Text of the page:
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Teachers begrudgingly call off strike

Unions representing the majority of teachers in Zimbabwe say they begrudgingly called off their strike due to security concerns for their members.

The Progressive Teachers Union of Zimbabwe (PTUZ) and the Zimbabwe Teachers Association (Zimta) last week embarked on industrial action to force the government to attend to their grievances.

The teachers want their employer to review their basic salary to $1,733 for the lowest paid teacher, and also effect adjustment in the cost of living allowances.

The government had tabled an 18 percent pay increment which the unions rejected.

In a joint statement released on Sunday, the unions announced that they had called off the strike and urged all their members to report for duty.

“Our members who were on industrial action must, therefore, report for work commencing Monday the 11th of February 2019 and wait for further commands and direction and fully operational by Tuesday the 2th of February 2019. Our members will remain vigilant, active, mobilising and defensive of their constitutional given rights for the furtherance of their welfare and professional needs,” the statement read in part.

However, the unions told CITE in separate interviews that they suspended their strike as their members were now being harassed and intimidated.

“The reason for the suspension of the industrial action was the total invasion of schools by rogue youths, war veterans, security forces and councillors,” said PTUZ president Dr Takavafira Zhout.

“The systematic targeting of teachers posed serious threats to educators in their residential areas outside schools.”

Zimta chief executive officer Sifiso Ndlovu added that they called off the strike in order to avoid any physical and emotional abuse of their members by both state and non-state forces.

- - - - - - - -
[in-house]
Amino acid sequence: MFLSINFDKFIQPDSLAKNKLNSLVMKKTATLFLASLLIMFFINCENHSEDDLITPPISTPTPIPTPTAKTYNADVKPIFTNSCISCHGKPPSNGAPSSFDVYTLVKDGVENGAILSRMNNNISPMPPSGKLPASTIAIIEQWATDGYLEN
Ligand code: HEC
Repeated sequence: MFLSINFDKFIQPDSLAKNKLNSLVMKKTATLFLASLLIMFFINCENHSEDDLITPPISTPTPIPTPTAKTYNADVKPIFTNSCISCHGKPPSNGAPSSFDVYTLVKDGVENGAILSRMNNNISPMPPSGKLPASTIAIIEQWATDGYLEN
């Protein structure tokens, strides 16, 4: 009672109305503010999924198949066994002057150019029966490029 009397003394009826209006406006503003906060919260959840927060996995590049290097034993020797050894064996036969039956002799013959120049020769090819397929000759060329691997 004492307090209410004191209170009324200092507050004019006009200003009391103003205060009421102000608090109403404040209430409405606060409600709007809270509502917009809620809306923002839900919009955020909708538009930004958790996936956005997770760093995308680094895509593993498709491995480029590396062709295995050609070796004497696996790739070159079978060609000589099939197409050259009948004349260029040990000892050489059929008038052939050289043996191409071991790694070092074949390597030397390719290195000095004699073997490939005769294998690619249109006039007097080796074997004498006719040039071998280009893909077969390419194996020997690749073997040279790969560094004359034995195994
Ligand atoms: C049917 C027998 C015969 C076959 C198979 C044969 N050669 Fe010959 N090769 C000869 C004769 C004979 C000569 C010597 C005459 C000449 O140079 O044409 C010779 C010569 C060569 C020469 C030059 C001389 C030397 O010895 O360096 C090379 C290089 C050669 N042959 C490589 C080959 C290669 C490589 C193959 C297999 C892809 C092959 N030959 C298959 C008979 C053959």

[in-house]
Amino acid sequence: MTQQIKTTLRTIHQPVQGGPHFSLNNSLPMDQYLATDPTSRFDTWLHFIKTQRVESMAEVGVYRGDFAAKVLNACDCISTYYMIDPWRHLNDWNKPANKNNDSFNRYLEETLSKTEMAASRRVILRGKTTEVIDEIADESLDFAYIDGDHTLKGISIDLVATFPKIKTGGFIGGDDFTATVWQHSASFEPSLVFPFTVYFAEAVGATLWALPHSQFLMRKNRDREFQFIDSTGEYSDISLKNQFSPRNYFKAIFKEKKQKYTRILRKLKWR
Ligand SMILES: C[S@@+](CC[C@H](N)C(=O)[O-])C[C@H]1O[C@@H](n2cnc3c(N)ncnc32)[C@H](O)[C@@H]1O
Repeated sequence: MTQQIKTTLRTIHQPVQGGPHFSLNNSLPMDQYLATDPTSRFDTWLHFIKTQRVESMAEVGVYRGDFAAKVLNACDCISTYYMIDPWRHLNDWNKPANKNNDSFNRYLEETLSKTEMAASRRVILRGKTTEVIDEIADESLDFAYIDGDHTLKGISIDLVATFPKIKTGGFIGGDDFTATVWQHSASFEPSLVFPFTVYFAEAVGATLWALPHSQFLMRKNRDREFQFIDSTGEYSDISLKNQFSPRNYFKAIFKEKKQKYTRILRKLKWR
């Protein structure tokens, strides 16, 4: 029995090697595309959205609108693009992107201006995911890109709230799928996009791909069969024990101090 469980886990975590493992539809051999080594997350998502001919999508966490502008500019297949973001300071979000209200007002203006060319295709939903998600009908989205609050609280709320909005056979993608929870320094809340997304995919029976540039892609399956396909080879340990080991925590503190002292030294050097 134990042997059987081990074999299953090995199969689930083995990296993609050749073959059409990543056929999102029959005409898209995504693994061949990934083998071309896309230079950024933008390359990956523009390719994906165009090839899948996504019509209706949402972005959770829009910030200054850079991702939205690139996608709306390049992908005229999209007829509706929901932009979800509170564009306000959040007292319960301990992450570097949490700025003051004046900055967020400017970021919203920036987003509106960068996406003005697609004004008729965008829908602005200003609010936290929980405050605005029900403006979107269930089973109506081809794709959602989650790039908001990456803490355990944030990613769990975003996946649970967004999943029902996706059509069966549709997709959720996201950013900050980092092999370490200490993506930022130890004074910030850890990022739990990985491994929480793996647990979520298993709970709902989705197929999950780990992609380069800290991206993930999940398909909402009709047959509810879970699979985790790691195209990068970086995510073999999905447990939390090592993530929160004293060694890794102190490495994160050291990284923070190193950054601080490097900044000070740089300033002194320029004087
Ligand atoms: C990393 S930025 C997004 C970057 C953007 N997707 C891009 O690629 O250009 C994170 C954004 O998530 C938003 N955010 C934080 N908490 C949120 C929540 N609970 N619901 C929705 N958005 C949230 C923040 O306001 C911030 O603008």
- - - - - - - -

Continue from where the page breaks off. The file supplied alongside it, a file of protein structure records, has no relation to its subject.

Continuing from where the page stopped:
“We called of the strike because we did not want the repeat of 2008 and thus we appealed to the ministry of primary and secondary education to guarantee full protection of our members,” said Ndlovu.

Zhou also accused other unions of sabotaging the strike.

“It was in this operational terrain that we failed to vacate as a group with many teachers staying in rather than staying away. It was therefore foolhardy to expect immediate results without total abandonment of schools by teachers, never mind the spirited venture in many schools.”

However, the unions noted that the strike had yielded some positive results.

“There are also direct benefits emanating from the industrial action in terms of education specific allowances negotiated under the armpit of the education sector. If this is expedited teachers’ parlous salary could be cushioned by allowances.

Meanwhile, the government last week announced that the security forces and the health sector will receive their February salaries on February 15 while the education sector will receive their salaries on February 19.

The rest of the civil service and pensioners will be paid on February 22.

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